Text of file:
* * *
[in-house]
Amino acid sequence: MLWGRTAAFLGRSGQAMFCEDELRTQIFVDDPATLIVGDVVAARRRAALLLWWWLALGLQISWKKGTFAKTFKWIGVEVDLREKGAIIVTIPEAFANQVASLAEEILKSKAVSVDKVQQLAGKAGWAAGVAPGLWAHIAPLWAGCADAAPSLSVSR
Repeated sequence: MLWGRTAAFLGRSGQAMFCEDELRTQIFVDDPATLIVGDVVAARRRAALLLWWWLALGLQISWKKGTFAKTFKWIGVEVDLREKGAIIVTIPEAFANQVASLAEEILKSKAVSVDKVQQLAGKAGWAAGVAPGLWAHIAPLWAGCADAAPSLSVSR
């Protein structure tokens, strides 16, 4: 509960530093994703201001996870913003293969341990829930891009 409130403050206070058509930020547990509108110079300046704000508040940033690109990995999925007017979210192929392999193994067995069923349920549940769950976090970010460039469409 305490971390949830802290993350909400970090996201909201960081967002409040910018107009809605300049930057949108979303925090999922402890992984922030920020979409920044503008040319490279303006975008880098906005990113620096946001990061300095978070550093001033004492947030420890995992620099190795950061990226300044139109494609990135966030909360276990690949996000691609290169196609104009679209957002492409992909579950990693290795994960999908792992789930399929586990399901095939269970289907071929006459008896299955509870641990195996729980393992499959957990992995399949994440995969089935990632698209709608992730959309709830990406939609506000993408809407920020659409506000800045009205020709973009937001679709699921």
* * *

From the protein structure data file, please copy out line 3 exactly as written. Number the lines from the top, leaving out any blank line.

Repeated sequence: MLWGRTAAFLGRSGQAMFCEDELRTQIFVDDPATLIVGDVVAARRRAALLLWWWLALGLQISWKKGTFAKTFKWIGVEVDLREKGAIIVTIPEAFANQVASLAEEILKSKAVSVDKVQQLAGKAGWAAGVAPGLWAHIAPLWAGCADAAPSLSVSR